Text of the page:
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Buttigieg: 'I was slow to realize' South Bend schools were not integrated

South Bend, Ind., Mayor Pete ButtigiegPete ButtigiegHigh-speed rail getting last minute push in Congress Buttigieg: Bipartisan deal on infrastructure 'strongly preferred' OVERNIGHT ENERGY: Biden ends infrastructure talks with key Republican | Colonial Pipeline CEO grilled over ransomware attack | Texas gov signs bills to improve power grid after winter storm MORE (D) said Sunday during a campaign stop in North Carolina that he had wrongly assumed in the past that desegregation had been successful in his county's schools.

Buttigieg, one of the top-tier candidates vying for the Democratic nomination, said at the Greenleaf Christian Church in Goldsboro that he was previously under the "illusion" that public schools in St. Joseph County were largely integrated before learning that most minority students in the county were confined to one school district: South Bend's community school district, which is independent from the city itself.

"I have to confess that I was slow to realize — I worked for years under the illusion that our schools in my city were integrated ... But what I slowly realized ... if you looked at the county, almost all of the diversity of our youths was in a single school district," he said in an interview with Rev. William Barber III, a prominent civil rights activist.

His comments on the issue come as Buttigieg has worked to improve his poll numbers among African American voters, a key demographic that will decide several delegate-rich Southern states during the Democratic primary including South Carolina, the third contest of the primary season.

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The mayor recently announced a program to incentivize integration of local school districts on the basis of race and economic background backed by a $500 million grant fund.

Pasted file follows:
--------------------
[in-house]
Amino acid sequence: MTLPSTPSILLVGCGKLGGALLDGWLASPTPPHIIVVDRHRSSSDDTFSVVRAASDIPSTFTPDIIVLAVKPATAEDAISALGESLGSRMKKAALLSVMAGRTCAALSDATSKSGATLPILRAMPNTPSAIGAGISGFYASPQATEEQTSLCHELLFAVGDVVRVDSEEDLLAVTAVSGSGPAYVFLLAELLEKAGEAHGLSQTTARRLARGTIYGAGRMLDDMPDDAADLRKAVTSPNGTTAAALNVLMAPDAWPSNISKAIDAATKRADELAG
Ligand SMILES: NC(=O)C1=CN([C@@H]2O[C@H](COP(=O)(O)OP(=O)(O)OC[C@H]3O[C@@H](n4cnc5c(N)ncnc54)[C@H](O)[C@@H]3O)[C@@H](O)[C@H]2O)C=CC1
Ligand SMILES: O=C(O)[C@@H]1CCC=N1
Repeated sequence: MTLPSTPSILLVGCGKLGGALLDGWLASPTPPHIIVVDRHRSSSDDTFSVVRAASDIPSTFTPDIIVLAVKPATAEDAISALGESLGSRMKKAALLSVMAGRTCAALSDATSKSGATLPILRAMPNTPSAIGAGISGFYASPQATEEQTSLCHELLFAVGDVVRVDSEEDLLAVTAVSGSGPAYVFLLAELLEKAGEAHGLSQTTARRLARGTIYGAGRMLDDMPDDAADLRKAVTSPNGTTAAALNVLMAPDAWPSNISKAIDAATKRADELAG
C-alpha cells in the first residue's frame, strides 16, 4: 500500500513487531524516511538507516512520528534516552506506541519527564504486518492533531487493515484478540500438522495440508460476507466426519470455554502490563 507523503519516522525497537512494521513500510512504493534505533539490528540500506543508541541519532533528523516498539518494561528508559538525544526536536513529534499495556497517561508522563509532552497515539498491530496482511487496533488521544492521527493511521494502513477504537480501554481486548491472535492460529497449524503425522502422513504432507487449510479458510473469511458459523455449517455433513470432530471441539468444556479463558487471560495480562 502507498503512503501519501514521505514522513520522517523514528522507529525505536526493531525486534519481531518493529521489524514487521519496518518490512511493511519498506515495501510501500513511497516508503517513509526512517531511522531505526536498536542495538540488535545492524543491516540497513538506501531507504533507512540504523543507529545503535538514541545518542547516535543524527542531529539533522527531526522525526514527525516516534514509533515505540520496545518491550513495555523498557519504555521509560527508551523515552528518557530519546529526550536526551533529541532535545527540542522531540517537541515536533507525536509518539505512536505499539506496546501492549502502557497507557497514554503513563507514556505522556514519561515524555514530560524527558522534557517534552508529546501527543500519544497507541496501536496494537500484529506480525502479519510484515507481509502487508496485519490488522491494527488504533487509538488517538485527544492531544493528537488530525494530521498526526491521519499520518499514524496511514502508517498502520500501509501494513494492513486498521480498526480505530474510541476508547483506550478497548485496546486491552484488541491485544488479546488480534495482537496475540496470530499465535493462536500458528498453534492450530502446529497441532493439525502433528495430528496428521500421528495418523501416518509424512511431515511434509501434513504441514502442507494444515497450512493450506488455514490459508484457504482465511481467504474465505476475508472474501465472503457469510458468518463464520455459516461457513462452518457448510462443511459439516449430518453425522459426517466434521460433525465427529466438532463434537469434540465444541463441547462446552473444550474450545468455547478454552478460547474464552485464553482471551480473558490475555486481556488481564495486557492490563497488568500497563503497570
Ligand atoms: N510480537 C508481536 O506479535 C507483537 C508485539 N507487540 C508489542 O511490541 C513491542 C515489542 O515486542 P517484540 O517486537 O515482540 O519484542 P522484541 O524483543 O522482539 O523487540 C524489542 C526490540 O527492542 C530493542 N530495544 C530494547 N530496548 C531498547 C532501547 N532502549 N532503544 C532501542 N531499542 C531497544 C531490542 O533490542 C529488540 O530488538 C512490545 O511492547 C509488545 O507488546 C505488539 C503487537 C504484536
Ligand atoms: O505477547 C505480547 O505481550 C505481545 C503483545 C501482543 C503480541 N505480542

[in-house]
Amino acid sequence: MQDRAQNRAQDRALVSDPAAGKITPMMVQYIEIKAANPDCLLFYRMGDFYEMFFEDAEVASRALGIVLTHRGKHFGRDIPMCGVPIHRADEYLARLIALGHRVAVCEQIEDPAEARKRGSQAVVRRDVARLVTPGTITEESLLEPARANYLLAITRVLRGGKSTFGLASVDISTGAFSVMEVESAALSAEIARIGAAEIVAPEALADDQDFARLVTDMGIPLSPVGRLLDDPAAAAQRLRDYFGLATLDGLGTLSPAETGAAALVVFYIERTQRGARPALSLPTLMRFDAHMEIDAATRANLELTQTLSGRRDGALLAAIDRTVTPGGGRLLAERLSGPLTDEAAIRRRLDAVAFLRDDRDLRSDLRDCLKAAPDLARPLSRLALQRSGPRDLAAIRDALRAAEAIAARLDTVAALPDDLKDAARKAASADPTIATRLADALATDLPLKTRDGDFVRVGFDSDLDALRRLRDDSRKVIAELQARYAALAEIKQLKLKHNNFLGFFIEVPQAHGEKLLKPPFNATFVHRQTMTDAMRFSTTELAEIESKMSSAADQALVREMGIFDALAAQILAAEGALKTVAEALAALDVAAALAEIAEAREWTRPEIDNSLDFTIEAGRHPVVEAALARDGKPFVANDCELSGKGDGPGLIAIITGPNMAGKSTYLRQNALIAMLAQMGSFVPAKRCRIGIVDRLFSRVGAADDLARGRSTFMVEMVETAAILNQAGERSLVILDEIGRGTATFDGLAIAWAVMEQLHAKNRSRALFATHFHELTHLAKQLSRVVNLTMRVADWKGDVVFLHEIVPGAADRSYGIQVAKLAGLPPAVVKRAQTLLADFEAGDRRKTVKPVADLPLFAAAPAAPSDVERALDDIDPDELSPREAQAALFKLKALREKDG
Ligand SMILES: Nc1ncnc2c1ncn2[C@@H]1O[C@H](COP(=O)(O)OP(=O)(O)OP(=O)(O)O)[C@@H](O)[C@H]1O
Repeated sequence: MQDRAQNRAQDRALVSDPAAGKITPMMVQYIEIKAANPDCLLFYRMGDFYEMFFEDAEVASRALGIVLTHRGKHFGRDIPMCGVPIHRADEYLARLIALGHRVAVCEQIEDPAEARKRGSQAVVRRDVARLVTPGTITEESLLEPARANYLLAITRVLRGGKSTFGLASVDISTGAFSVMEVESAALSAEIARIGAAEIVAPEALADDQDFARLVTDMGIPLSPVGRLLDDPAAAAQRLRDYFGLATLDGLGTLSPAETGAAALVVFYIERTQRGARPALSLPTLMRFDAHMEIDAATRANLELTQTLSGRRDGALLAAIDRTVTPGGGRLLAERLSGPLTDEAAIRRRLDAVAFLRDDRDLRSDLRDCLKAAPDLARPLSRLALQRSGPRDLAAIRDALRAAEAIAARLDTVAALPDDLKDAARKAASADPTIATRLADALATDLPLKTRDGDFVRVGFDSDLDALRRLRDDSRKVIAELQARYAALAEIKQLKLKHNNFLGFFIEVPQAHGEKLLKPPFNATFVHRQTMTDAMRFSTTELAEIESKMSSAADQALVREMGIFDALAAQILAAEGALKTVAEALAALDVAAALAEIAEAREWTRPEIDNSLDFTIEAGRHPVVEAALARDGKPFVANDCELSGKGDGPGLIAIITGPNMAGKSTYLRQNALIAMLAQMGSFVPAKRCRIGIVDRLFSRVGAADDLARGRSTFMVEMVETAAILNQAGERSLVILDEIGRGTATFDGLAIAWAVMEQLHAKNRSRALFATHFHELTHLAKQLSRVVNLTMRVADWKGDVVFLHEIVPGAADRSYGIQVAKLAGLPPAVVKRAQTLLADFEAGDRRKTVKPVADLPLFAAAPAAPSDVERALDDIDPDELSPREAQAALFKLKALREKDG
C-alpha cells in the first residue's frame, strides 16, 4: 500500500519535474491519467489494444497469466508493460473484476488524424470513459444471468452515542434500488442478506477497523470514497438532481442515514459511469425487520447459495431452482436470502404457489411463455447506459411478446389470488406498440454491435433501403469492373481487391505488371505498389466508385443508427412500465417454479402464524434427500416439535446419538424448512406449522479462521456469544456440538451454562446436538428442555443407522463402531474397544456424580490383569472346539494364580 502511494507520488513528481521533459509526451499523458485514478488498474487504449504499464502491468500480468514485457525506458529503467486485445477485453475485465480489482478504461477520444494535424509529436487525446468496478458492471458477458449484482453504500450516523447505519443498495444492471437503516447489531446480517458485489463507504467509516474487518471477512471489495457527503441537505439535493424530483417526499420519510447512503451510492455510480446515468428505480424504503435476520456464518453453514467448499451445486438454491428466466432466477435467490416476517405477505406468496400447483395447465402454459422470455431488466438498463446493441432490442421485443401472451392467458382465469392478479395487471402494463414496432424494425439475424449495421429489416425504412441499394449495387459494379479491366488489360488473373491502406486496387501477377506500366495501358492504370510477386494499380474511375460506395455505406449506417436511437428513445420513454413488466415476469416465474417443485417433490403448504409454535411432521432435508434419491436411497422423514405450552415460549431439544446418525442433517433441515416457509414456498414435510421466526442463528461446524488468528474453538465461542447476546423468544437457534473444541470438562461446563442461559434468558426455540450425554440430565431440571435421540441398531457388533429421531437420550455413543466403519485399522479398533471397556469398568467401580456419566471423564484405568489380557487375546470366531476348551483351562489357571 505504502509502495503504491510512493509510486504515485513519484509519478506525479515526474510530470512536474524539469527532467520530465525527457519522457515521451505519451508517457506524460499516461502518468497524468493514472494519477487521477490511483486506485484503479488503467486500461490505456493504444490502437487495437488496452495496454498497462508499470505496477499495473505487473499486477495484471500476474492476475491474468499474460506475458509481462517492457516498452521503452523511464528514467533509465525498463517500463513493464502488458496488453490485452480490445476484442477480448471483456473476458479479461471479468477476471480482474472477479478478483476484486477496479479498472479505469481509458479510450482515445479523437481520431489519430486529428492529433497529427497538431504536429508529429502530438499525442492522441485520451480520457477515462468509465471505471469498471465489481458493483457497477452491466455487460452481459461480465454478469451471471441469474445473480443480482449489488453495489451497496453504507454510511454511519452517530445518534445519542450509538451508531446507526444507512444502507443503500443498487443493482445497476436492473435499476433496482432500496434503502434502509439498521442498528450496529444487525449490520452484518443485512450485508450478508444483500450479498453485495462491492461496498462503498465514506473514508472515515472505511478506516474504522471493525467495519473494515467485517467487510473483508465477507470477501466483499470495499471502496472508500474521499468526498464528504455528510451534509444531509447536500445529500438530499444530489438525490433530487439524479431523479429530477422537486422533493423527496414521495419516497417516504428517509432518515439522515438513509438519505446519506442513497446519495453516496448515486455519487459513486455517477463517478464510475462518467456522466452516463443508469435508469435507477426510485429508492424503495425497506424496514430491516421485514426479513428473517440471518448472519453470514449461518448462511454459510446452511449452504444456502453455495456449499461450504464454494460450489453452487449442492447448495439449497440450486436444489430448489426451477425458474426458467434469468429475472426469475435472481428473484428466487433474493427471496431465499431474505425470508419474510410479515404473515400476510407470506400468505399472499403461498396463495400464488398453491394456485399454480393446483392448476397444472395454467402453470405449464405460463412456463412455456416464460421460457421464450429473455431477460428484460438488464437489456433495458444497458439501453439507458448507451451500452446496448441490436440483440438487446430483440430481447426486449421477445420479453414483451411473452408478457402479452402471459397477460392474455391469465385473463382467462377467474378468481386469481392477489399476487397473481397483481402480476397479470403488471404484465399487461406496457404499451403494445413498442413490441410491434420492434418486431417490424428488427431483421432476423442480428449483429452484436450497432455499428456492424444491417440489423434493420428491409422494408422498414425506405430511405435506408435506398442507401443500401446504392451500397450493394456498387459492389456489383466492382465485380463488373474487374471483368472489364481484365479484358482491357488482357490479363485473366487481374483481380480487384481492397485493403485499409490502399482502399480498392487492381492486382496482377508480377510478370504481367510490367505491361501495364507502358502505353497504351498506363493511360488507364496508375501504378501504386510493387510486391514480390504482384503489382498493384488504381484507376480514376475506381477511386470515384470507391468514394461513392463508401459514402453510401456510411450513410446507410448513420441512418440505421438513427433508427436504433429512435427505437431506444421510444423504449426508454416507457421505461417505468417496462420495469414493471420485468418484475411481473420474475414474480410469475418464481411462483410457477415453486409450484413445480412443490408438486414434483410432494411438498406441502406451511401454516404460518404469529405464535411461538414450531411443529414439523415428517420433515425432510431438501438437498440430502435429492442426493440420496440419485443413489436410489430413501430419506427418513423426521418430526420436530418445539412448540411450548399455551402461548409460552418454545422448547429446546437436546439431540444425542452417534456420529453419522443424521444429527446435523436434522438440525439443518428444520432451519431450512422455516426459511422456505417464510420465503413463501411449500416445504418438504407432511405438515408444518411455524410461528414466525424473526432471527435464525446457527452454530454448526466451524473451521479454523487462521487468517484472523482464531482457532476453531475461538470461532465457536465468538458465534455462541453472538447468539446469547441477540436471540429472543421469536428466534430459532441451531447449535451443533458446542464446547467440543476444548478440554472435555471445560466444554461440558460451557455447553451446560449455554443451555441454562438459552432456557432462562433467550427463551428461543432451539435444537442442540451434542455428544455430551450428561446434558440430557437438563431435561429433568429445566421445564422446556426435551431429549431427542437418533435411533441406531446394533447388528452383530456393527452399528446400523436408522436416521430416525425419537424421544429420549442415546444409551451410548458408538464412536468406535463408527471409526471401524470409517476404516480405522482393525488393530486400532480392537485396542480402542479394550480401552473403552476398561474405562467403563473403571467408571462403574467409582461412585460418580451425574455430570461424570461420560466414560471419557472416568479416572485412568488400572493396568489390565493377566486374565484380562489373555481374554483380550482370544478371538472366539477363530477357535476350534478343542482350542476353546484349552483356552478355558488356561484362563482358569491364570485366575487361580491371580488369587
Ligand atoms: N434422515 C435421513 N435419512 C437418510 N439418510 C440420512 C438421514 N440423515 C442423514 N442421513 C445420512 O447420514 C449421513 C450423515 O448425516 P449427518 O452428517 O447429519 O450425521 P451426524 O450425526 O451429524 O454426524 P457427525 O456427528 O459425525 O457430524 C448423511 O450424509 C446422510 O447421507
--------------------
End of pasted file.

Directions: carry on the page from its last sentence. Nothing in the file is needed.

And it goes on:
Buttigieg has registered single-digit support among black voters in the state in the past, raising concerns about his campaign's viability in states with diverse electorates.

His campaign has surged to striking distance of top contenders for the nomination including Sens. Elizabeth WarrenElizabeth WarrenOvernight Health Care: Takeaways on the Supreme Court's Obamacare decision | COVID-19 cost 5.5 million years of American life | Biden administration investing billions in antiviral pills for COVID-19 Democratic senators press PhRMA over COVID-19 lobbying efforts  Schumer vows to only pass infrastructure package that is 'a strong, bold climate bill' MORE (D-Mass.) and Bernie SandersBernie SandersOVERNIGHT ENERGY:  EPA announces new clean air advisors after firing Trump appointees |  Senate confirms Biden pick for No. 2 role at Interior | Watchdog: Bureau of Land Management saw messaging failures, understaffing during pandemic Overnight Health Care: Takeaways on the Supreme Court's Obamacare decision | COVID-19 cost 5.5 million years of American life | Biden administration investing billions in antiviral pills for COVID-19 Democratic senators press PhRMA over COVID-19 lobbying efforts  MORE (I-Vt.) and former Vice President Joe BidenJoe BidenChinese apps could face subpoenas, bans under Biden executive order: report OVERNIGHT ENERGY:  EPA announces new clean air advisors after firing Trump appointees |  Senate confirms Biden pick for No. 2 role at Interior | Watchdog: Bureau of Land Management saw messaging failures, understaffing during pandemic Poll: Majority back blanket student loan forgiveness MORE (D), though he has faced criticism from others in the race over his record with black voters.